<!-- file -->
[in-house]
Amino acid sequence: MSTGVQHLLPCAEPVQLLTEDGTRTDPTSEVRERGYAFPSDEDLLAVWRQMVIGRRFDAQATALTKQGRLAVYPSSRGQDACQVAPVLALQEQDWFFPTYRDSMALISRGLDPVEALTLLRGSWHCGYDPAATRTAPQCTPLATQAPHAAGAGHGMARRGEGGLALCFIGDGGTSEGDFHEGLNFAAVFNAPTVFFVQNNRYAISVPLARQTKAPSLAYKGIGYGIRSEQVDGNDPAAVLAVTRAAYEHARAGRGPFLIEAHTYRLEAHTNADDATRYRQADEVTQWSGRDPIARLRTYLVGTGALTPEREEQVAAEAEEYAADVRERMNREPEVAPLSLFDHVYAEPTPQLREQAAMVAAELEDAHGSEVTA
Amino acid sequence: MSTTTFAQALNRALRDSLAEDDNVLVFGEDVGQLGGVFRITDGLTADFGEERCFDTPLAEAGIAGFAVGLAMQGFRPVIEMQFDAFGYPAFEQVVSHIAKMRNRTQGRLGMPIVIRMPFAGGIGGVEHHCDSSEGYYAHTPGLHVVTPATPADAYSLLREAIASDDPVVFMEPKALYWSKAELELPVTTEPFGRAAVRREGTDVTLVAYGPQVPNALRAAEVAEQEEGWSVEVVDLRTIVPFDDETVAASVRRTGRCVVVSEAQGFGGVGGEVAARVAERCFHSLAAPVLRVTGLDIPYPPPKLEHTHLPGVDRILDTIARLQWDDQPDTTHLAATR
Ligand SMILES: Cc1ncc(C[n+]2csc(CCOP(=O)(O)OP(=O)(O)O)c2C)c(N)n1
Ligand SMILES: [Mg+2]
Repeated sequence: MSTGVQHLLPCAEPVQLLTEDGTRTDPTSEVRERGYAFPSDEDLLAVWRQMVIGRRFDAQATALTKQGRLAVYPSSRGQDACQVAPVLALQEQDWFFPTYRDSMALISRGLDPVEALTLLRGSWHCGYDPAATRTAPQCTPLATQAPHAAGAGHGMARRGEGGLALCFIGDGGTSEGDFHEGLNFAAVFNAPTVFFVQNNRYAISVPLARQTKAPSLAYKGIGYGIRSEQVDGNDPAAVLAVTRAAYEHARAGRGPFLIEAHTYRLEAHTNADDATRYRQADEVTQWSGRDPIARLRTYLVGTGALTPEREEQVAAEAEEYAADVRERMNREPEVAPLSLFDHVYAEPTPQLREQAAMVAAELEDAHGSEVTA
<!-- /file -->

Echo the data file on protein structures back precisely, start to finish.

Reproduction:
[in-house]
Amino acid sequence: MSTGVQHLLPCAEPVQLLTEDGTRTDPTSEVRERGYAFPSDEDLLAVWRQMVIGRRFDAQATALTKQGRLAVYPSSRGQDACQVAPVLALQEQDWFFPTYRDSMALISRGLDPVEALTLLRGSWHCGYDPAATRTAPQCTPLATQAPHAAGAGHGMARRGEGGLALCFIGDGGTSEGDFHEGLNFAAVFNAPTVFFVQNNRYAISVPLARQTKAPSLAYKGIGYGIRSEQVDGNDPAAVLAVTRAAYEHARAGRGPFLIEAHTYRLEAHTNADDATRYRQADEVTQWSGRDPIARLRTYLVGTGALTPEREEQVAAEAEEYAADVRERMNREPEVAPLSLFDHVYAEPTPQLREQAAMVAAELEDAHGSEVTA
Amino acid sequence: MSTTTFAQALNRALRDSLAEDDNVLVFGEDVGQLGGVFRITDGLTADFGEERCFDTPLAEAGIAGFAVGLAMQGFRPVIEMQFDAFGYPAFEQVVSHIAKMRNRTQGRLGMPIVIRMPFAGGIGGVEHHCDSSEGYYAHTPGLHVVTPATPADAYSLLREAIASDDPVVFMEPKALYWSKAELELPVTTEPFGRAAVRREGTDVTLVAYGPQVPNALRAAEVAEQEEGWSVEVVDLRTIVPFDDETVAASVRRTGRCVVVSEAQGFGGVGGEVAARVAERCFHSLAAPVLRVTGLDIPYPPPKLEHTHLPGVDRILDTIARLQWDDQPDTTHLAATR
Ligand SMILES: Cc1ncc(C[n+]2csc(CCOP(=O)(O)OP(=O)(O)O)c2C)c(N)n1
Ligand SMILES: [Mg+2]
Repeated sequence: MSTGVQHLLPCAEPVQLLTEDGTRTDPTSEVRERGYAFPSDEDLLAVWRQMVIGRRFDAQATALTKQGRLAVYPSSRGQDACQVAPVLALQEQDWFFPTYRDSMALISRGLDPVEALTLLRGSWHCGYDPAATRTAPQCTPLATQAPHAAGAGHGMARRGEGGLALCFIGDGGTSEGDFHEGLNFAAVFNAPTVFFVQNNRYAISVPLARQTKAPSLAYKGIGYGIRSEQVDGNDPAAVLAVTRAAYEHARAGRGPFLIEAHTYRLEAHTNADDATRYRQADEVTQWSGRDPIARLRTYLVGTGALTPEREEQVAAEAEEYAADVRERMNREPEVAPLSLFDHVYAEPTPQLREQAAMVAAELEDAHGSEVTA